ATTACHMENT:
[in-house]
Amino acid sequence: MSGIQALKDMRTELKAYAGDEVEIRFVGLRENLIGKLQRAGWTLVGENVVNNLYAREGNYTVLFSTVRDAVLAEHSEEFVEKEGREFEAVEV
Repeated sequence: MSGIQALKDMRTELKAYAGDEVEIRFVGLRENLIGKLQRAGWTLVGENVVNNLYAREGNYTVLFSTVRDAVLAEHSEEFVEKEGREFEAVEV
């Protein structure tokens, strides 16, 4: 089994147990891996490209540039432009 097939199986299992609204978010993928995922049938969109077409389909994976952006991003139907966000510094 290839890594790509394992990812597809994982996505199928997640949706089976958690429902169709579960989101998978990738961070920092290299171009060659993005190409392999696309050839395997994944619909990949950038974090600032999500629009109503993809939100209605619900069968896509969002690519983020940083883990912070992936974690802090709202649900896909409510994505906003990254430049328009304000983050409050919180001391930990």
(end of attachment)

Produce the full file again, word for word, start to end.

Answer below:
[in-house]
Amino acid sequence: MSGIQALKDMRTELKAYAGDEVEIRFVGLRENLIGKLQRAGWTLVGENVVNNLYAREGNYTVLFSTVRDAVLAEHSEEFVEKEGREFEAVEV
Repeated sequence: MSGIQALKDMRTELKAYAGDEVEIRFVGLRENLIGKLQRAGWTLVGENVVNNLYAREGNYTVLFSTVRDAVLAEHSEEFVEKEGREFEAVEV
């Protein structure tokens, strides 16, 4: 089994147990891996490209540039432009 097939199986299992609204978010993928995922049938969109077409389909994976952006991003139907966000510094 290839890594790509394992990812597809994982996505199928997640949706089976958690429902169709579960989101998978990738961070920092290299171009060659993005190409392999696309050839395997994944619909990949950038974090600032999500629009109503993809939100209605619900069968896509969002690519983020940083883990912070992936974690802090709202649900896909409510994505906003990254430049328009304000983050409050919180001391930990």